NYPD officers who died of 9/11-related illnesses in recent years added to memorial

As the commissioner asks Congress to replenish the Victims Compensation Fund.

Nearly 18 years after 23 New York Police Department officers died in the collapse of the World Trade Center, 9/11 remains the single biggest killer of officers in the nation's largest police force.

Last year, 15 officers died of cancer and other illnesses contracted during their service on or immediately after Sept. 11, 2001.

On Friday, their names -- and the names of 32 other officers who died in recent years from 9/11-related illnesses -- were added to a memorial at police headquarters.

In an opinion piece published exclusively by ABC News, New York City Police Commissioner James O'Neill urges Congress to replenish the 9/11 Victim Compensation Fund "for as long as it takes and as much as it costs" to help first responders and their families.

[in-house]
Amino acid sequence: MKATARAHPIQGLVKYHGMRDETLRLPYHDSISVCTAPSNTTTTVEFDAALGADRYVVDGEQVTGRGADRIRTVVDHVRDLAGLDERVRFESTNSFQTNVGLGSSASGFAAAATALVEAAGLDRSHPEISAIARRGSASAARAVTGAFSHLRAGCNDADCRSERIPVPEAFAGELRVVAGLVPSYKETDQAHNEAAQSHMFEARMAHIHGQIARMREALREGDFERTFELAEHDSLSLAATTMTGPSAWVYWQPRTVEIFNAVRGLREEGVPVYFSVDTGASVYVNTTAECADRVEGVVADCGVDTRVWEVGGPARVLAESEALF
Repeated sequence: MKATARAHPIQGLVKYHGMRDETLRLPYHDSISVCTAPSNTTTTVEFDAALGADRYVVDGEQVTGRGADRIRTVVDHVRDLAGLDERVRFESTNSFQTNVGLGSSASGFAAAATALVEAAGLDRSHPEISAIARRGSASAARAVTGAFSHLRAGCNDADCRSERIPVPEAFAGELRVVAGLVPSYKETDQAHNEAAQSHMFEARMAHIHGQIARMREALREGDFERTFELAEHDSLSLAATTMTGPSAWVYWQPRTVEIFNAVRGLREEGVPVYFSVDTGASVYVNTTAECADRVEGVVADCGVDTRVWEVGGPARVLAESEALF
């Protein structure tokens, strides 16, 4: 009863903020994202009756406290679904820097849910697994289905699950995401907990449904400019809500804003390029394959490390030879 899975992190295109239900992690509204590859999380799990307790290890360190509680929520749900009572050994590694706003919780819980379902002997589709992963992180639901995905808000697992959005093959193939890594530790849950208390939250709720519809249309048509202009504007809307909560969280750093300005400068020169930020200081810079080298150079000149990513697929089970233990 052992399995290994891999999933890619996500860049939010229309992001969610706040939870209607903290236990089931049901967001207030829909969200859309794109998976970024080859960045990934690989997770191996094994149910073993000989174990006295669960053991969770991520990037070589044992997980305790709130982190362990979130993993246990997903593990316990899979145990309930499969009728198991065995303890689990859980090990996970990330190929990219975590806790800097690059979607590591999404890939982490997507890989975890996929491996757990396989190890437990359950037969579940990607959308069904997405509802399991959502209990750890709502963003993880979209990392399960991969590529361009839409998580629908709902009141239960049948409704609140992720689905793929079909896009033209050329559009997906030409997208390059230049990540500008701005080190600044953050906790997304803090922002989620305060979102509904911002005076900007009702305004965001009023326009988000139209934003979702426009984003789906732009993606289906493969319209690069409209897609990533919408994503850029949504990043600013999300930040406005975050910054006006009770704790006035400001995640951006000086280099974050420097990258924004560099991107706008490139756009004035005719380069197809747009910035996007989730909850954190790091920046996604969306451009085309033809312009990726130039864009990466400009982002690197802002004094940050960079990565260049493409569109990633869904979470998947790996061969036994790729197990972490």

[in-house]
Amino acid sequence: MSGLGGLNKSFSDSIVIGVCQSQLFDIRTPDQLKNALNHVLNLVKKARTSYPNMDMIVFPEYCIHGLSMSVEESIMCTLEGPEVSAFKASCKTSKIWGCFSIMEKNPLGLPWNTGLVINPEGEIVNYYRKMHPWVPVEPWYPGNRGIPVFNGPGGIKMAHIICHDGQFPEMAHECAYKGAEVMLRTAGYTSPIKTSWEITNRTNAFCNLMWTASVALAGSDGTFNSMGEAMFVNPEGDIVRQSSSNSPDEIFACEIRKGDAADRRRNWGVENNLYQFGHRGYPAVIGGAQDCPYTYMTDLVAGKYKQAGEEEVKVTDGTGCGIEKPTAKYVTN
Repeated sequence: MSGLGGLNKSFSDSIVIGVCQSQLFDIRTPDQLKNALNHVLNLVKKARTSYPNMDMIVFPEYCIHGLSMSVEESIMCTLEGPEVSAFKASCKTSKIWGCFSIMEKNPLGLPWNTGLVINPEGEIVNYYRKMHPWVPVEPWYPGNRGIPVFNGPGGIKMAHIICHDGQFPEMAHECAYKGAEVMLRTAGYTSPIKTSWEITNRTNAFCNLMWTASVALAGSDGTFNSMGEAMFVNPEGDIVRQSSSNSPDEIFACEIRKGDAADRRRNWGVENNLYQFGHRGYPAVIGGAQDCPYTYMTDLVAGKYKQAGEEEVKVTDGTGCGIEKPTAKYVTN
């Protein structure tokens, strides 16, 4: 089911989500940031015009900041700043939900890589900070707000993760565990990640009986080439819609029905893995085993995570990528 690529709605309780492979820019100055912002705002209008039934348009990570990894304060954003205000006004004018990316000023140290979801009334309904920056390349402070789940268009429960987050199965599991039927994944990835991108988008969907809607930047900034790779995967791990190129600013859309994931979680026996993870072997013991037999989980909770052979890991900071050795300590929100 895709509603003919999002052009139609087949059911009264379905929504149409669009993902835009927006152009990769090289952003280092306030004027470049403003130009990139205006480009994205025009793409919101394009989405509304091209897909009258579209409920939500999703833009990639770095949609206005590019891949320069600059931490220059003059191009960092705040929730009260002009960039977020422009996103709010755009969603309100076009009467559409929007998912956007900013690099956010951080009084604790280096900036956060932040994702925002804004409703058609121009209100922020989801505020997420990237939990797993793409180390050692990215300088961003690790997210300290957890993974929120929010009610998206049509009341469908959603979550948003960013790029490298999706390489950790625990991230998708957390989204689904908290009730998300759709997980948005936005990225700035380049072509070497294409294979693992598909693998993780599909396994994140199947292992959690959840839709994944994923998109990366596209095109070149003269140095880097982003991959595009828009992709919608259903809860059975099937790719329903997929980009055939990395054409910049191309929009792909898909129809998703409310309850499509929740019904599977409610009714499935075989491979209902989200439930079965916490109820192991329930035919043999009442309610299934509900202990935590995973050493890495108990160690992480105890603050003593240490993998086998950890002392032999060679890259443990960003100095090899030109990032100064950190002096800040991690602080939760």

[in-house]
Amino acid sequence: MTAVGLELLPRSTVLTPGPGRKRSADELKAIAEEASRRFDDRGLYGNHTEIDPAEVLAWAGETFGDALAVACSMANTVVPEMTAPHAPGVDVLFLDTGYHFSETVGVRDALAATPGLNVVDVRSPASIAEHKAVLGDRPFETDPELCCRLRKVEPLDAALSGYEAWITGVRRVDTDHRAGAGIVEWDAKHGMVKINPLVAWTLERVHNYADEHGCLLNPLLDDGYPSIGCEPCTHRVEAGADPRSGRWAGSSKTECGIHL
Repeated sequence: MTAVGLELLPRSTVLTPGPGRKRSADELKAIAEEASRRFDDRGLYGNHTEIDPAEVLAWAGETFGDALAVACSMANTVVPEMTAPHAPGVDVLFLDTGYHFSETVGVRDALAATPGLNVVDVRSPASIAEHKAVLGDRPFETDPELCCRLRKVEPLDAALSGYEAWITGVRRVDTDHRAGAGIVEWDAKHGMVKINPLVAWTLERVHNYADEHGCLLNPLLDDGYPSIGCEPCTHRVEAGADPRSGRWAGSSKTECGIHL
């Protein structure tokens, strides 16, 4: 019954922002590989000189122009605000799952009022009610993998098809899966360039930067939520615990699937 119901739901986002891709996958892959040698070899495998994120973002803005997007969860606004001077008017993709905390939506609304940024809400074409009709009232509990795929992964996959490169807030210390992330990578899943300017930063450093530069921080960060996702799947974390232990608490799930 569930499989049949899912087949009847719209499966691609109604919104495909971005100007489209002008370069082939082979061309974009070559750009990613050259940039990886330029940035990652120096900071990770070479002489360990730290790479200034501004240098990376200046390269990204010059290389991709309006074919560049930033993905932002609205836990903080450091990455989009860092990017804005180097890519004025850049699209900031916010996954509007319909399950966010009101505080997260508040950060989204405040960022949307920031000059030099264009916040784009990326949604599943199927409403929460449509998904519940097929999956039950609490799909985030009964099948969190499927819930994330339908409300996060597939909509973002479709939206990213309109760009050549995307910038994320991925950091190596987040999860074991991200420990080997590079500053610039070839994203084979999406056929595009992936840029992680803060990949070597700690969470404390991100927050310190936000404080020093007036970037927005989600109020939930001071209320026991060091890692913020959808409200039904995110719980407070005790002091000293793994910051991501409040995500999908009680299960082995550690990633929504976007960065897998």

The fund is straining under the unexpectedly high number of claims and is scheduled to shut down in 2020. Without an infusion of money, the fund's special master said many claims would be reduced or denied.

It's a circumstance O'Neill founds unacceptable.

"We cannot desert the remaining claimants," he wrote in the opinion piece.

The Victim Compensation Fund found 23,390 claimants eligible for compensation as of April 30, 2019, and made initial award determinations on 22,204 of those claims, with revised awards on 5,877 on them due to amendments or appeals.

A total of $5,137,416,674.86 has been awarded as of April 30, 2019, according to the VCF.